Januvia, Merck & Company’s brand name for sitagliptin, is a once daily anti-diabetic medication for patients with type 2 diabetes. Approved by the FDA in 2006, Januvia is used to control blood sugar levels and has been prescribed to millions of patients in 80 countries.
Januvia inhibits the enzyme dipeptidyl peptidase-4 (DPP-4) which extends the life of the hormones that stimulate insulin production. This action causes the body to absorb more sugar, thus decreasing high levels of sugar in the blood.
However, Januvia has also been shown to cause negative effects on the body. Studies now suggest that Januvia and similar diabetes medications may be associated with increased rates of pancreatitis, pancreatic cancer, and thyroid cancer among users.
In 2009, the FDA warned of increased pancreatitis risks linked to Januvia. This came after the agency received nearly 90 reports of Januvia users developing pancreatitis in just over two years. Because of this, Merck was required to add label warnings, but the drug was allowed to remain on the market.
Then, in 2011, a study from the University of California at Los Angeles uncovered additional adverse effects from using Januvia: a 600 percent increased risk of pancreatitis, a 270 percent increased risk of pancreatic cancer, and a 148 percent increased risk of thyroid cancer.
Unfortunately for consumers, Merck knew as early as 2008 about the risks and did not warn its users. Therefore, Merck is liable for damages. Lawyers are now helping patients who were affected to file lawsuits.
If you or a family member were diagnosed with thyroid cancer or pancreatic cancer following Januvia use, a lawyer can discuss your case to let you know what help is available. Contact us today for more information.
In the past few years, studies have shown that Januvia may also be linked to pancreatic cancer or thyroid cancer. Januvia users should monitor for side effects; pancreatic cancer is one of the leading causes of cancer death. In addition, listed below are symptoms of pancreatic cancer:
Listed below are the common symptoms of thyroid cancer:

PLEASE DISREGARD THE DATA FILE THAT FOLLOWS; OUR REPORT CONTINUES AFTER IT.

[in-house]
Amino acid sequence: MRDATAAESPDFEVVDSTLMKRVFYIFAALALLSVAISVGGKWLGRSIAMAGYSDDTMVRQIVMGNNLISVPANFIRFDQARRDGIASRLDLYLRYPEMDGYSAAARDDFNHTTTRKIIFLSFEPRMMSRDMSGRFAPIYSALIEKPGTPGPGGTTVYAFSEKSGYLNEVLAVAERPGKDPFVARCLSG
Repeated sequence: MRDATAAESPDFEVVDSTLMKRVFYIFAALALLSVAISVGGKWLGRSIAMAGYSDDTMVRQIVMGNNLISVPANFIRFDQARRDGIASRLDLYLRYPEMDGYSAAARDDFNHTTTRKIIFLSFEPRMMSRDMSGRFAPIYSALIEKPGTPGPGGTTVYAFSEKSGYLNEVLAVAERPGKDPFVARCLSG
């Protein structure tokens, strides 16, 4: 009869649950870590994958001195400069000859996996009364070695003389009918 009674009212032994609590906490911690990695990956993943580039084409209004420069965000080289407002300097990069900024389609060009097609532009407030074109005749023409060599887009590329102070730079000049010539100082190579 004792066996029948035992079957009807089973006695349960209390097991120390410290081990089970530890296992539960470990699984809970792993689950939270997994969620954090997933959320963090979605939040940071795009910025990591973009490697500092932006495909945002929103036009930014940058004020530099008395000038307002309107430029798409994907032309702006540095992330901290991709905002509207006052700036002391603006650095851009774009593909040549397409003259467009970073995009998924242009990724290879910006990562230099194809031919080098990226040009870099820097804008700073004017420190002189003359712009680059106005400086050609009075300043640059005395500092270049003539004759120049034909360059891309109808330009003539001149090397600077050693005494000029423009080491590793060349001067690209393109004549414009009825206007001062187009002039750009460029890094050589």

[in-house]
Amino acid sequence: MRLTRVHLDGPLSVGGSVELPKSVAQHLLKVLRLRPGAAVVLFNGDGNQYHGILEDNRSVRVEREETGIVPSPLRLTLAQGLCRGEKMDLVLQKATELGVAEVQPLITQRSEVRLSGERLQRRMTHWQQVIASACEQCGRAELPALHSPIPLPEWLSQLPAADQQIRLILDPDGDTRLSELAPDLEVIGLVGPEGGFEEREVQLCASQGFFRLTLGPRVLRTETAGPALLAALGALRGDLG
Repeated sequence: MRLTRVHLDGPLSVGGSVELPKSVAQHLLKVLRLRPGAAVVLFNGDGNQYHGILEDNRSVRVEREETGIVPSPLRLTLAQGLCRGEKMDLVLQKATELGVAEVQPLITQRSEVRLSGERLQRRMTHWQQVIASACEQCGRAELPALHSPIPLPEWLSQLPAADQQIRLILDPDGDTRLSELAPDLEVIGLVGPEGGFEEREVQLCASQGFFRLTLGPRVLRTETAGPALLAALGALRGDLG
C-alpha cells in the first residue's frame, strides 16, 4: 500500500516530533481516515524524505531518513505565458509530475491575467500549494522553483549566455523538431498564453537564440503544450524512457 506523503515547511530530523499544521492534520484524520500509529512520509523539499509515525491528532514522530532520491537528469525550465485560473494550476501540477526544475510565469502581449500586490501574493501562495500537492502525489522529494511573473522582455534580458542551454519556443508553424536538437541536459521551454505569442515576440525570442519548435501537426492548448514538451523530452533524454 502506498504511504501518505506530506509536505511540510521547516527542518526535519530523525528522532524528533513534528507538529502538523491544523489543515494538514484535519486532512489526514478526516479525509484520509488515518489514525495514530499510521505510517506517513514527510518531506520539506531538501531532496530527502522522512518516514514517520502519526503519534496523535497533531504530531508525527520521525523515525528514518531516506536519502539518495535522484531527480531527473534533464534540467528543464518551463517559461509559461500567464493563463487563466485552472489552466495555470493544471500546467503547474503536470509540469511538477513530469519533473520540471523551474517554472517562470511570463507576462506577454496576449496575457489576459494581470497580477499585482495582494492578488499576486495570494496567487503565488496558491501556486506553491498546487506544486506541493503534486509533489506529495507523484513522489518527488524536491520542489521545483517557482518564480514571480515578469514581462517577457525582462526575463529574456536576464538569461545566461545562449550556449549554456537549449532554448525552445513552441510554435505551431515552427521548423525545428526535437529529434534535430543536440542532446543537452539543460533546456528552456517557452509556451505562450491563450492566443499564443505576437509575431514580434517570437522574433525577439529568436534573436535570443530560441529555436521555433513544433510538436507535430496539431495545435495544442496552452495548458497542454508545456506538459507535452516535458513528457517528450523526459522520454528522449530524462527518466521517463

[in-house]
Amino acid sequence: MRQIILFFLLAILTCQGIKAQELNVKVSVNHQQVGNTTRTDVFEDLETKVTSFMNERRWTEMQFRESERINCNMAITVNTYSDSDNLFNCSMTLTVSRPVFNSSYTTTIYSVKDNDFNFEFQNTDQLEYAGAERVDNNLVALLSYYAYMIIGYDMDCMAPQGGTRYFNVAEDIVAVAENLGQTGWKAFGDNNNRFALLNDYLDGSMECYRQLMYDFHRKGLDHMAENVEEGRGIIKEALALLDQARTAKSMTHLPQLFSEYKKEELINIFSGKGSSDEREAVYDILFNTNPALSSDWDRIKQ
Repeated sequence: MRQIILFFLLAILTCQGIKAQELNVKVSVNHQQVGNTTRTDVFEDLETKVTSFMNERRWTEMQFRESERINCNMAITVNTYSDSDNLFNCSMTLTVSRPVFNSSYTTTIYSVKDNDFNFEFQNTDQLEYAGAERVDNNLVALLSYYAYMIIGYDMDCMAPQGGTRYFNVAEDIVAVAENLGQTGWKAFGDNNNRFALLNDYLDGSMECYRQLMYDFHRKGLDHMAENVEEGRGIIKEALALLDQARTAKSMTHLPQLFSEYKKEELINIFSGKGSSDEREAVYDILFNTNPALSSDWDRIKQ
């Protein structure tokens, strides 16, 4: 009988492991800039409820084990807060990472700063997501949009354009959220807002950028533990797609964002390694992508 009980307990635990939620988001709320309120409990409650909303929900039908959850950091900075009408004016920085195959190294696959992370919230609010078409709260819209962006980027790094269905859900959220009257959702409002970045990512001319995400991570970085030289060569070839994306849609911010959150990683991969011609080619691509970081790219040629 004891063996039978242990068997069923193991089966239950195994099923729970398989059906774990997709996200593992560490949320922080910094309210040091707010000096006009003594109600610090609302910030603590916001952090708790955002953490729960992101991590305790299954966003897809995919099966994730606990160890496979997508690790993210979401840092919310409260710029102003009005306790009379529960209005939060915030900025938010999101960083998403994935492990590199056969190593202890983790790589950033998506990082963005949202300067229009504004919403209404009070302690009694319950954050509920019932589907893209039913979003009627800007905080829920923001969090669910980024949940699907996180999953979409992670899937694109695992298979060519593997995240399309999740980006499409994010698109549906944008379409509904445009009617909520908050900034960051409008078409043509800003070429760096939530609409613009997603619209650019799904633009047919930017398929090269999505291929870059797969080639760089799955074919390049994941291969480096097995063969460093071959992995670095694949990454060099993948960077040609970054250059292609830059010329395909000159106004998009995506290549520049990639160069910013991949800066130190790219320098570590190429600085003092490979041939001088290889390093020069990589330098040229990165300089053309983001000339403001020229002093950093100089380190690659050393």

Januvia is manufactured by the pharmaceutical giant Merck & Co. Since its FDA approval in 2006, Januvia has been sold in over 80 countries worldwide and is the latest of several of Merck's controversial drugs.
Merck's headquarters is in Whitehouse Station, New Jersey. With 51,000 employees in 120 countries and 31 factories worldwide, it is one of the seven largest pharmaceutical companies in the world. Januvia, Fosamax, Propecia, Singulair, Vytorin, Zocor, and NuvaRing are some of the well-known medications produced by Merck today.
Vioxx, a top selling arthritis drug, was voluntarily recalled by Merck in 2004 after studies linked it to strokes and heart attacks. Approximately 50,000 Merck lawsuits were filed with settlements totaling nearly $5 billion.
More recently, Merck has seen tens of thousands of lawsuits from patients for Vioxx and NuvaRing. It is alleged that these drugs can cause strokes and heart attacks, as well as pulmonary embolisms and deep vein thrombosis, respectively.
There is currently no Januvia class action lawsuit, but individual lawsuits against Merck for their failure to warn patients about their defective product can be filed. Often, these lawsuits are combined in a single court. This can provide greater compensation for the patient than a class action lawsuit.
If you or someone you love has been diagnosed with pancreatic or thyroid cancer after taking Januvia, help is available. When selecting an attorney, make sure you choose someone who has experience with this type of case and the resources to litigate against large pharmaceutical corporations. DrugNews only recommends law firms that have already handled diabetes medication or Januvia lawsuits.